Ashley Rindsberg
Novelist & essayist.

How Israeli Novelist Eshkol Nevo Found Creativity in Coronavirus

Eshkol Nevo is one of Israel’s leading contemporary novelists. His body of work includes Three Floors Up, Neuland, and The Last Interview, which comes out this fall in English. As part of my interview series, The Meaning Creators, I sat down with Eshkol (via Zoom, of course) to talk about creativity and writing during this very difficult period.

What Eshkol told me about his experience—and in particular the decision he made with his partner Orit Gidali with whom he runs the Tel Aviv-based writing school, Sadnaot Habait, to move classes onto Zoom—really struck a chord.

“The minute Israel went into lockdown,” Eshkol says, “we decided to move all our workshops to Zoom. This was not a clearcut decision. We could have just shut down the school. We could have done it, and fire everyone, like many other firms in Israel have done. We had a late night conversation after Netanyahu’s press conference and Orit said, ‘Let’s do it. Let’s do it because it’s new. Because we never did this before. Because it’s proactive. It’s not surrendering to reality.’

“Our estimation was that 30-40% of students would refuse and ask for their money back. That’s something we took into consideration. And then Orit developed this special method of teaching online, and taught the other teachers how to do it.

We said let’s do it because it’s new. Because we never did this before. Because it’s proactive. It’s not surrendering to reality.

“In the end, out of 200 students only three left the course. The rest remained. Talking about meaning—and here’s my confession: I don’t like teaching on Zoom. There’s no sense of human kindness. There’s no feeling you get of a room, the nuances. You don’t get back from the class like you do when you see them in  person.”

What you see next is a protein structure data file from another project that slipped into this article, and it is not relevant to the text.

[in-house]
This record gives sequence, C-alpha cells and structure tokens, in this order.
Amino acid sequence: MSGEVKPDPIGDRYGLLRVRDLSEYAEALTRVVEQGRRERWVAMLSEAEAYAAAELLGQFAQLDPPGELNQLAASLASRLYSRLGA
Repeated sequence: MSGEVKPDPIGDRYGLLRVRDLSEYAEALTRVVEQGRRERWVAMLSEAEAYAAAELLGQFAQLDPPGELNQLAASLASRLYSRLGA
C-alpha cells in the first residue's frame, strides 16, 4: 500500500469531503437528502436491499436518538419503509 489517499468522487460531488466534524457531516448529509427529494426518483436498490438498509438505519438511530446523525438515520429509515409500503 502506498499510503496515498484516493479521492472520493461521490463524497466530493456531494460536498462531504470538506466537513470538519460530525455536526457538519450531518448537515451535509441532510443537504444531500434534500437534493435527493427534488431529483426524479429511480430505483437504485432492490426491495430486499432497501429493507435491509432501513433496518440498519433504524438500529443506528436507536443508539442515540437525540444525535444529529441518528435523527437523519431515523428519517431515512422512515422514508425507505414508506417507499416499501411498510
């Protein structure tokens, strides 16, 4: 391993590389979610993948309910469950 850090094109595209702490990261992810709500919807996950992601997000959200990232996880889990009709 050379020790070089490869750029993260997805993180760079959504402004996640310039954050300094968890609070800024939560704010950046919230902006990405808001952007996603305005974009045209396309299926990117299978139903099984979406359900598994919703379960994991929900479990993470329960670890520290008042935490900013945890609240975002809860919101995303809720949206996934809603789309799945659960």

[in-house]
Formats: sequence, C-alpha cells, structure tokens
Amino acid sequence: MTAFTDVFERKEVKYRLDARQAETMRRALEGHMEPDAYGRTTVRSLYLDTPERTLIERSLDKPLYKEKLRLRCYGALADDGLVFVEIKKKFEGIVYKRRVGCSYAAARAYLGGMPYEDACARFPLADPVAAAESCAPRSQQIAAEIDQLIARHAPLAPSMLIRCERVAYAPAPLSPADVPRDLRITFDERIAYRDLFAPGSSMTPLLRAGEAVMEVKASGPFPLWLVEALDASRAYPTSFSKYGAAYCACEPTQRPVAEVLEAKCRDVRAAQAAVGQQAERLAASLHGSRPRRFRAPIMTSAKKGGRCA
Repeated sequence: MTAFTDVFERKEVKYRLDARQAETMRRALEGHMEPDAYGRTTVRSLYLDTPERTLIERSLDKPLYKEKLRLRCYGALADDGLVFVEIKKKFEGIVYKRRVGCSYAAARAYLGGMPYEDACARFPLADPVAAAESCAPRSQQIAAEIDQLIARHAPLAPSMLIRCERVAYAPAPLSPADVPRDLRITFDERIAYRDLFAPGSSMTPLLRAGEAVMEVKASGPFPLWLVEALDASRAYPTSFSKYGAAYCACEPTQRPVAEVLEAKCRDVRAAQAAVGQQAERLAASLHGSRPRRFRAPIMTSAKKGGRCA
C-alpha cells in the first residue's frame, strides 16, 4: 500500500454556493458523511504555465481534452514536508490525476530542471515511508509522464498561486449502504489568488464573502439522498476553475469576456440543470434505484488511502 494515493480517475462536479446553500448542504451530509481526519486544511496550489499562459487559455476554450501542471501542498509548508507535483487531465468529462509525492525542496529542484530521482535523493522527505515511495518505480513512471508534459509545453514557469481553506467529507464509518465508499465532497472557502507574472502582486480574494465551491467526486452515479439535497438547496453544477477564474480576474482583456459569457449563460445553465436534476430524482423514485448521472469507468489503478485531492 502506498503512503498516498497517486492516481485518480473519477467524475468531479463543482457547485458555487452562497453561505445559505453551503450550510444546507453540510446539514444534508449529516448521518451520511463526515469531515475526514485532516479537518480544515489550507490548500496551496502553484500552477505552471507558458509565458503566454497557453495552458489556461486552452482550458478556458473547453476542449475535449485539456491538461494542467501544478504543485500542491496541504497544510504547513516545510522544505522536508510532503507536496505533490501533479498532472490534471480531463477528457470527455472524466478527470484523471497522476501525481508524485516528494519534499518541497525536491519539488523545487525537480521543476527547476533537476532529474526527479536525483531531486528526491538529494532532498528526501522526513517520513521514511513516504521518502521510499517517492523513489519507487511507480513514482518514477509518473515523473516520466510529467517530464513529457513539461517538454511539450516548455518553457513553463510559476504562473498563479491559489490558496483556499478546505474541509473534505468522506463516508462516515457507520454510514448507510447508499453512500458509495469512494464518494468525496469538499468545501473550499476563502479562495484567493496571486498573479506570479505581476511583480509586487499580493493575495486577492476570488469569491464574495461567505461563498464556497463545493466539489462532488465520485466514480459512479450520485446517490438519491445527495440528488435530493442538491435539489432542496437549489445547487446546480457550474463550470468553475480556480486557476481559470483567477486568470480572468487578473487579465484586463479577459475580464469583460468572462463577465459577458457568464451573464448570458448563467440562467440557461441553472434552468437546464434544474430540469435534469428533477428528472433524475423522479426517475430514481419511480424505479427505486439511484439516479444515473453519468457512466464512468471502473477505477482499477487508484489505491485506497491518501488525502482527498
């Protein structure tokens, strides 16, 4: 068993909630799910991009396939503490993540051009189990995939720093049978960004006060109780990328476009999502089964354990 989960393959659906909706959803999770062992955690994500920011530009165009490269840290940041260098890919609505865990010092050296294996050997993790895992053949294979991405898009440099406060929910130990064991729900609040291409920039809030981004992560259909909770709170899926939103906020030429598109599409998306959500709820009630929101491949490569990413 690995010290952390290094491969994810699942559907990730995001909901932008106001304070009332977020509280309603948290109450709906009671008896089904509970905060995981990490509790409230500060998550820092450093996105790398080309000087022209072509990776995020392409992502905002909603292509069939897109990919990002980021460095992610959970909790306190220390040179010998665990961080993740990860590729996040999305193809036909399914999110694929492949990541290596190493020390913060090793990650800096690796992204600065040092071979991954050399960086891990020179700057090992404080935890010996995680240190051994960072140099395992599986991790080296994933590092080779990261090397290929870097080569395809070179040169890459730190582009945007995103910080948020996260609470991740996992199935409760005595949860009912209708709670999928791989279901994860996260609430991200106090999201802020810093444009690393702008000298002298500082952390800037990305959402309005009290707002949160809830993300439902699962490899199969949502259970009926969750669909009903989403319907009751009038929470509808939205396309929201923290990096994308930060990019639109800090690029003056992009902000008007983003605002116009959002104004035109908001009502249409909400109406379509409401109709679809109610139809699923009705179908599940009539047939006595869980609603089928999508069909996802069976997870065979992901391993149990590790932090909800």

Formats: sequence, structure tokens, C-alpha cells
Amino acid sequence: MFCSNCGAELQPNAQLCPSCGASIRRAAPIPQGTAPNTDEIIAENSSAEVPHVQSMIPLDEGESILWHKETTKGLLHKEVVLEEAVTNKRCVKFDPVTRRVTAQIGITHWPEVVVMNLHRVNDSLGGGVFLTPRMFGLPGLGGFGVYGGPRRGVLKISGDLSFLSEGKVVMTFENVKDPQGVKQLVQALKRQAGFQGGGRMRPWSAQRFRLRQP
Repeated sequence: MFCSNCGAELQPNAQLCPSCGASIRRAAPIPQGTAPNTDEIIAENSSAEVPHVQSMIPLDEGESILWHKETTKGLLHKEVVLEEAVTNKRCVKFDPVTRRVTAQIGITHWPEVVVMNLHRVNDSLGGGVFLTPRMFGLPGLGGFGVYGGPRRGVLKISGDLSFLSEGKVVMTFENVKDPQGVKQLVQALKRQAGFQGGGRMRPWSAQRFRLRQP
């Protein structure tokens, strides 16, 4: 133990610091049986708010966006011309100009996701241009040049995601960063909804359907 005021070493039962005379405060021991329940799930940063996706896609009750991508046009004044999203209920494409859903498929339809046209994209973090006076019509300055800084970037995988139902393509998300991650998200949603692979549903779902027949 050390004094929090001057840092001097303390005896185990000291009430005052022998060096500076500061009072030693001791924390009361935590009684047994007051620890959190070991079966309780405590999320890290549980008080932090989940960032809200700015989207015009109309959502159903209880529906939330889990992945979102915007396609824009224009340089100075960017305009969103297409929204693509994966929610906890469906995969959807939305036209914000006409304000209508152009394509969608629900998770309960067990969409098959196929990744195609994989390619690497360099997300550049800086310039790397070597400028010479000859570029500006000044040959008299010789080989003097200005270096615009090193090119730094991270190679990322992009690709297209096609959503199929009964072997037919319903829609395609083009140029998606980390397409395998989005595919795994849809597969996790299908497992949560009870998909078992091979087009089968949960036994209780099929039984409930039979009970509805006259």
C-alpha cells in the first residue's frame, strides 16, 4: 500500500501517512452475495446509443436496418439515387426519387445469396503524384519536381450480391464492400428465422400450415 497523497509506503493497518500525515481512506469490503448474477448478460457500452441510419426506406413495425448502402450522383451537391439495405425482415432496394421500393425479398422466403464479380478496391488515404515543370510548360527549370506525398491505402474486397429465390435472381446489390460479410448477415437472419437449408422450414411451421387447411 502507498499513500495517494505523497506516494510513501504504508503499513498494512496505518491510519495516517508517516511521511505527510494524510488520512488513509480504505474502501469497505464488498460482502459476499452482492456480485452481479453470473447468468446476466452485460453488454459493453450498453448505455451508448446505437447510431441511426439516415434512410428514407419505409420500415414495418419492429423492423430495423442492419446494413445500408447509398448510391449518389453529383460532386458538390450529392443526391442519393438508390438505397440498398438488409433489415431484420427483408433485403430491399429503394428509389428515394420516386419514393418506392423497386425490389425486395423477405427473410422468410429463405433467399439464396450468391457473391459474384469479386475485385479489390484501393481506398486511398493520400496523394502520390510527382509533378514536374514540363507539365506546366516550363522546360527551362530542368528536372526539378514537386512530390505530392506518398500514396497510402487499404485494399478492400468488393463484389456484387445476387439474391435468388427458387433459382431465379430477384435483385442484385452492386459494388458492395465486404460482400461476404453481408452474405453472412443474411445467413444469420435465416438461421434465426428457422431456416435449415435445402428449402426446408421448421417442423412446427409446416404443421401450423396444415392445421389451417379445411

I asked Eshkol why, if Zoom creates so much distance, the experience turned out to be so impactful. Here’s what he said:

“But I must say I never felt as meaningful as I have in these two months, because you give a workshop and you see 15 people who are, generally speaking, down, depressed, anxious, and troubled. Pale. They have too much time with their families or too much time alone. They’re about to go crazy and you see it in their faces.

“And then class begins and you give them writing exercises and you give them energy, and slowly, slowly they give you energy back. And amazing enough they become a group. We had a group on Tuesdays which started with one real workshop then switched to Zoom. I don’t know how it happened but they became a real group. Now they’re completely with each other, next week we’re going to do our first physical meeting after two months of lockdown, and we finished every class and they say to each other that was extremely important to them. Maybe we have less fun but you can see how writing—giving people the opportunity to write, giving people the opportunity to be creative, to connect to themselves, to connect to their imagination—you see how meaningful that is to them.”

You can read the interview in full over at

About the Author
Ashley Rindsberg is an author, essayist and freelance journalist. In 2010, Rindsberg traveled to Nicaragua to investigate the disappearance and death of his best friend, an experience that inspired his novel, He Falls Alone. Rindsberg is also author of The Gray Lady Winked, a work of non-fiction which looks at how the New York Times’s reporting shapes the world.
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